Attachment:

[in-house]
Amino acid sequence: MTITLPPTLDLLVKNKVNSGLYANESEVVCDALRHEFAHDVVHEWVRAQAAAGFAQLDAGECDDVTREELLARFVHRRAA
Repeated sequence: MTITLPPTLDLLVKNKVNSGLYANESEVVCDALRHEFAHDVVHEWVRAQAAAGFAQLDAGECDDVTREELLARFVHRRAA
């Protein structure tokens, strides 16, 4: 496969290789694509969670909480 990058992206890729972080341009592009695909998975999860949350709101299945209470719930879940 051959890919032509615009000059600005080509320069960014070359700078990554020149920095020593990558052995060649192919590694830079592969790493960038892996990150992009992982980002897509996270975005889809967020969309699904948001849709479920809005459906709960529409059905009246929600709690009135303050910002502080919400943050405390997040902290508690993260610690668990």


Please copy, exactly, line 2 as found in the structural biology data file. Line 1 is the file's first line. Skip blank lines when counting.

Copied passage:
Amino acid sequence: MTITLPPTLDLLVKNKVNSGLYANESEVVCDALRHEFAHDVVHEWVRAQAAAGFAQLDAGECDDVTREELLARFVHRRAA